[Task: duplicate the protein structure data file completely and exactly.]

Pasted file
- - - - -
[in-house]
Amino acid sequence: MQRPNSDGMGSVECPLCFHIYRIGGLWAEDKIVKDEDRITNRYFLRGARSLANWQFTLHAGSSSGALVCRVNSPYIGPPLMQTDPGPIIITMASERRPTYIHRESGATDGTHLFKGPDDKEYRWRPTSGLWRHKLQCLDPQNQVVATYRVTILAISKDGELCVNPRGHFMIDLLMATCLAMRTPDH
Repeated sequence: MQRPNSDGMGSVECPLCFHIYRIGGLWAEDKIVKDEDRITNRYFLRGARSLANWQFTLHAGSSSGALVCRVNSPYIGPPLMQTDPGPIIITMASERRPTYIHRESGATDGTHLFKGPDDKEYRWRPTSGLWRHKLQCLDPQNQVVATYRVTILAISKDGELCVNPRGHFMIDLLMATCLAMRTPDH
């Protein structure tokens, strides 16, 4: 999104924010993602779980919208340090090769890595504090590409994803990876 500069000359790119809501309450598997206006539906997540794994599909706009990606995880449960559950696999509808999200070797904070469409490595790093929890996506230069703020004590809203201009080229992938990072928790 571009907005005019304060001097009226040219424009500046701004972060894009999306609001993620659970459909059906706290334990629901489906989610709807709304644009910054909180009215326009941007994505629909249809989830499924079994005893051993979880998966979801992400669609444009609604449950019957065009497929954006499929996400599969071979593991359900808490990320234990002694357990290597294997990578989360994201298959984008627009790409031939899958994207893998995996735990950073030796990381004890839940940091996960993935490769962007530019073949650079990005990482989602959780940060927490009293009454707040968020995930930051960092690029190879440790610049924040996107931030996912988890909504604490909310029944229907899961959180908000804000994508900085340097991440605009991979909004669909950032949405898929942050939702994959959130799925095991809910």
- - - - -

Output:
[in-house]
Amino acid sequence: MQRPNSDGMGSVECPLCFHIYRIGGLWAEDKIVKDEDRITNRYFLRGARSLANWQFTLHAGSSSGALVCRVNSPYIGPPLMQTDPGPIIITMASERRPTYIHRESGATDGTHLFKGPDDKEYRWRPTSGLWRHKLQCLDPQNQVVATYRVTILAISKDGELCVNPRGHFMIDLLMATCLAMRTPDH
Repeated sequence: MQRPNSDGMGSVECPLCFHIYRIGGLWAEDKIVKDEDRITNRYFLRGARSLANWQFTLHAGSSSGALVCRVNSPYIGPPLMQTDPGPIIITMASERRPTYIHRESGATDGTHLFKGPDDKEYRWRPTSGLWRHKLQCLDPQNQVVATYRVTILAISKDGELCVNPRGHFMIDLLMATCLAMRTPDH
């Protein structure tokens, strides 16, 4: 999104924010993602779980919208340090090769890595504090590409994803990876 500069000359790119809501309450598997206006539906997540794994599909706009990606995880449960559950696999509808999200070797904070469409490595790093929890996506230069703020004590809203201009080229992938990072928790 571009907005005019304060001097009226040219424009500046701004972060894009999306609001993620659970459909059906706290334990629901489906989610709807709304644009910054909180009215326009941007994505629909249809989830499924079994005893051993979880998966979801992400669609444009609604449950019957065009497929954006499929996400599969071979593991359900808490990320234990002694357990290597294997990578989360994201298959984008627009790409031939899958994207893998995996735990950073030796990381004890839940940091996960993935490769962007530019073949650079990005990482989602959780940060927490009293009454707040968020995930930051960092690029190879440790610049924040996107931030996912988890909504604490909310029944229907899961959180908000804000994508900085340097991440605009991979909004669909950032949405898929942050939702994959959130799925095991809910």